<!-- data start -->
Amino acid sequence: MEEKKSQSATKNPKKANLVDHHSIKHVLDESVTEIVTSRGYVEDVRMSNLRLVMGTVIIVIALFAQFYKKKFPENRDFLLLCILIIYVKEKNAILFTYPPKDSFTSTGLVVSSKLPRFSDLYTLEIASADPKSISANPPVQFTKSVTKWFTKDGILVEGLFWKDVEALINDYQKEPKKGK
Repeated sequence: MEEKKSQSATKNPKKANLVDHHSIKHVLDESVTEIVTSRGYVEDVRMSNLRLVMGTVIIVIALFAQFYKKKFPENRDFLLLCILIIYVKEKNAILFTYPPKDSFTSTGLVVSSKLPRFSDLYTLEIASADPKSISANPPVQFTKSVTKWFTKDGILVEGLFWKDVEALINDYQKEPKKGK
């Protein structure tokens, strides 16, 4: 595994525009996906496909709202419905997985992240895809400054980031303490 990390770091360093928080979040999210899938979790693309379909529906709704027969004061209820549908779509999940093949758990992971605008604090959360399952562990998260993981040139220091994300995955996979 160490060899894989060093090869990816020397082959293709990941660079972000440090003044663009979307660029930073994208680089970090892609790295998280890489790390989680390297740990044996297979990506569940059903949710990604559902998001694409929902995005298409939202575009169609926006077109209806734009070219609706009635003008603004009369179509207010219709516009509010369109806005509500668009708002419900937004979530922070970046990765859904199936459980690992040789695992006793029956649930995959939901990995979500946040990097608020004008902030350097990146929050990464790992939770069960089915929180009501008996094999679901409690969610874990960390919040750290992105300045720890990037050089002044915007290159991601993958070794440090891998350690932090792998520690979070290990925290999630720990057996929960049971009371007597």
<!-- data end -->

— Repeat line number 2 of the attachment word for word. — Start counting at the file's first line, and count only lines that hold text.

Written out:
Repeated sequence: MEEKKSQSATKNPKKANLVDHHSIKHVLDESVTEIVTSRGYVEDVRMSNLRLVMGTVIIVIALFAQFYKKKFPENRDFLLLCILIIYVKEKNAILFTYPPKDSFTSTGLVVSSKLPRFSDLYTLEIASADPKSISANPPVQFTKSVTKWFTKDGILVEGLFWKDVEALINDYQKEPKKGK